Alport Barn Restoration, Peak District
In 2011 the East Midlands Buildings Team took on the conservation of a field barn, the biggest building project that team members Richard Wilkes and Alastair McNish Gandy had taken on during their time on the team. They decided to make use of the skills, man-power and enthusiasm of five new volunteers.
Now known as the Building Conservation Team, the volunteers had the opportunity to help restore this 300-year-old field barn to its former glory in the beautiful surroundings of the Alport Valley in the northern Peak District. Complete with its original boskins (wooden cow pens), this field barn is a prime example of traditional farming methods rarely seen today.
Funded mainly by Natural England, the conservation of the barn involved the use of traditional methods, such as the mounting of a freshly quarried, stone slate roof using traditional hand-cut oak pegs, and the preservation of the barn’s original features. The volunteers were given the opportunity to learn a variety of traditional conservation methods such as lime-mortar pointing, the chopping out of old defective mortar and lime grouting.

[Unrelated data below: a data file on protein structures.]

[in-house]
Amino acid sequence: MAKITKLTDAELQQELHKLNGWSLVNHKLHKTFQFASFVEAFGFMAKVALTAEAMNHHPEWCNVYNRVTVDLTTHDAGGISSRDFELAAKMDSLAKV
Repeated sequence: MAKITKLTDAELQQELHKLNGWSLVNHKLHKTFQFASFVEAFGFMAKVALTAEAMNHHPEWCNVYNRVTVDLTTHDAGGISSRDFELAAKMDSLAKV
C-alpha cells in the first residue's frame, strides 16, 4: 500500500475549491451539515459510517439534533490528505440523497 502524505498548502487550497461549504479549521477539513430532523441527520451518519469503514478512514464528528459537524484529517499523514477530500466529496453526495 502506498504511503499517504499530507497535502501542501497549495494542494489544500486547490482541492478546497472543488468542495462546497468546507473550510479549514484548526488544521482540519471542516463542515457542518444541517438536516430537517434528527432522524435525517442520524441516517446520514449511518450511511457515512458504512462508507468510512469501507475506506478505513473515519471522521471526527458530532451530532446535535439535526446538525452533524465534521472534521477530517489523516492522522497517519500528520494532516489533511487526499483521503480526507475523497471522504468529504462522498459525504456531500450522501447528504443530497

Historically, Buildings Teams don’t usually use large groups of volunteers but we decided to this time because there are just two people on the team and this was a large job to take on. The job also focused very much on ‘conservation’ rather than ‘restoration’ which is often more time consuming to undertake. It is important to both Natural England and the National Trust that the barn is kept as original as possible – essentially the same barn, but in full working order. It was therefore vital that we had help from volunteers to get the barn ready for the farmer to store his winter feed in.
Richard, Alastair and their dedicated volunteers worked on the barn throughout the summer months, through wind, rain and sunshine.